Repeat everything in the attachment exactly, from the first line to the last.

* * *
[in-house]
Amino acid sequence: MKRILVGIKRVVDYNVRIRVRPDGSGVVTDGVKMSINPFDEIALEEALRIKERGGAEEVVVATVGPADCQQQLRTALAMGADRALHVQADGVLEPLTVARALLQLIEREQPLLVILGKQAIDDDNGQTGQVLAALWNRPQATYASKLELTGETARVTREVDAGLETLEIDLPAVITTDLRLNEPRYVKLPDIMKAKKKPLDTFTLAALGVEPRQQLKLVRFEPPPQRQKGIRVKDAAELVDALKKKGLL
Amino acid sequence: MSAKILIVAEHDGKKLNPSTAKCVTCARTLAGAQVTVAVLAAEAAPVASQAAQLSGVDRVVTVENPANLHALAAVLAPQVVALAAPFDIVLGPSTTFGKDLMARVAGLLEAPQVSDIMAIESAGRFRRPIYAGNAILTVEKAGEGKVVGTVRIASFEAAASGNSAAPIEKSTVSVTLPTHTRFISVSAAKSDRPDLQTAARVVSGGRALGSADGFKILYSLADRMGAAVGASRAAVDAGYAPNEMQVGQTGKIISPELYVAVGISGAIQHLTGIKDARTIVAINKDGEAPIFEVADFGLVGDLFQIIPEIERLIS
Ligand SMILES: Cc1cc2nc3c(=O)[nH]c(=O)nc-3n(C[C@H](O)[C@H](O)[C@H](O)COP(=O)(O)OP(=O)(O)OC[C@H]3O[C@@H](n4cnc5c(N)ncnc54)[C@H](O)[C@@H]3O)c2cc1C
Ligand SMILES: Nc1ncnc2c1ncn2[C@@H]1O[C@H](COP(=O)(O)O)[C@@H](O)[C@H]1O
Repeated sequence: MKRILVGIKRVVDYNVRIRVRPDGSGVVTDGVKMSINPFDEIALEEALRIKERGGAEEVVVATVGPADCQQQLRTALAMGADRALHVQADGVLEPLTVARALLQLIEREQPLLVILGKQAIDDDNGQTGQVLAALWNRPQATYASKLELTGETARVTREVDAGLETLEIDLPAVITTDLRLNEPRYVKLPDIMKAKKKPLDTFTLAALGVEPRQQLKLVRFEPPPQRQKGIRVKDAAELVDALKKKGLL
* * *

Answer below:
[in-house]
Amino acid sequence: MKRILVGIKRVVDYNVRIRVRPDGSGVVTDGVKMSINPFDEIALEEALRIKERGGAEEVVVATVGPADCQQQLRTALAMGADRALHVQADGVLEPLTVARALLQLIEREQPLLVILGKQAIDDDNGQTGQVLAALWNRPQATYASKLELTGETARVTREVDAGLETLEIDLPAVITTDLRLNEPRYVKLPDIMKAKKKPLDTFTLAALGVEPRQQLKLVRFEPPPQRQKGIRVKDAAELVDALKKKGLL
Amino acid sequence: MSAKILIVAEHDGKKLNPSTAKCVTCARTLAGAQVTVAVLAAEAAPVASQAAQLSGVDRVVTVENPANLHALAAVLAPQVVALAAPFDIVLGPSTTFGKDLMARVAGLLEAPQVSDIMAIESAGRFRRPIYAGNAILTVEKAGEGKVVGTVRIASFEAAASGNSAAPIEKSTVSVTLPTHTRFISVSAAKSDRPDLQTAARVVSGGRALGSADGFKILYSLADRMGAAVGASRAAVDAGYAPNEMQVGQTGKIISPELYVAVGISGAIQHLTGIKDARTIVAINKDGEAPIFEVADFGLVGDLFQIIPEIERLIS
Ligand SMILES: Cc1cc2nc3c(=O)[nH]c(=O)nc-3n(C[C@H](O)[C@H](O)[C@H](O)COP(=O)(O)OP(=O)(O)OC[C@H]3O[C@@H](n4cnc5c(N)ncnc54)[C@H](O)[C@@H]3O)c2cc1C
Ligand SMILES: Nc1ncnc2c1ncn2[C@@H]1O[C@H](COP(=O)(O)O)[C@@H](O)[C@H]1O
Repeated sequence: MKRILVGIKRVVDYNVRIRVRPDGSGVVTDGVKMSINPFDEIALEEALRIKERGGAEEVVVATVGPADCQQQLRTALAMGADRALHVQADGVLEPLTVARALLQLIEREQPLLVILGKQAIDDDNGQTGQVLAALWNRPQATYASKLELTGETARVTREVDAGLETLEIDLPAVITTDLRLNEPRYVKLPDIMKAKKKPLDTFTLAALGVEPRQQLKLVRFEPPPQRQKGIRVKDAAELVDALKKKGLL